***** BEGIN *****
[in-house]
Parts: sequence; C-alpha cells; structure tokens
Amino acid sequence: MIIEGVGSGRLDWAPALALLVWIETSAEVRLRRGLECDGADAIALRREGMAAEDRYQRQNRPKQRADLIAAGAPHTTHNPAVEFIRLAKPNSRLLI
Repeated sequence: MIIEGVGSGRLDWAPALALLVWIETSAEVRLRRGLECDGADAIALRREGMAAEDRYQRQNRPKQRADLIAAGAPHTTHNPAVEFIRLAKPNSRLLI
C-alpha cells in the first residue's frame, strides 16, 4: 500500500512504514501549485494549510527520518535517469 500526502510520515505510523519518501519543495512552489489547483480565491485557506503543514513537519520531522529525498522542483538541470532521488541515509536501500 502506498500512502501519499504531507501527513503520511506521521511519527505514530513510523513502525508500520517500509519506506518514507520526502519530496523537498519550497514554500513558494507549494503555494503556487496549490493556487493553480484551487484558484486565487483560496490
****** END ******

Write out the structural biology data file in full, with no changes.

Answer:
[in-house]
Parts: sequence; C-alpha cells; structure tokens
Amino acid sequence: MIIEGVGSGRLDWAPALALLVWIETSAEVRLRRGLECDGADAIALRREGMAAEDRYQRQNRPKQRADLIAAGAPHTTHNPAVEFIRLAKPNSRLLI
Repeated sequence: MIIEGVGSGRLDWAPALALLVWIETSAEVRLRRGLECDGADAIALRREGMAAEDRYQRQNRPKQRADLIAAGAPHTTHNPAVEFIRLAKPNSRLLI
C-alpha cells in the first residue's frame, strides 16, 4: 500500500512504514501549485494549510527520518535517469 500526502510520515505510523519518501519543495512552489489547483480565491485557506503543514513537519520531522529525498522542483538541470532521488541515509536501500 502506498500512502501519499504531507501527513503520511506521521511519527505514530513510523513502525508500520517500509519506506518514507520526502519530496523537498519550497514554500513558494507549494503555494503556487496549490493556487493553480484551487484558484486565487483560496490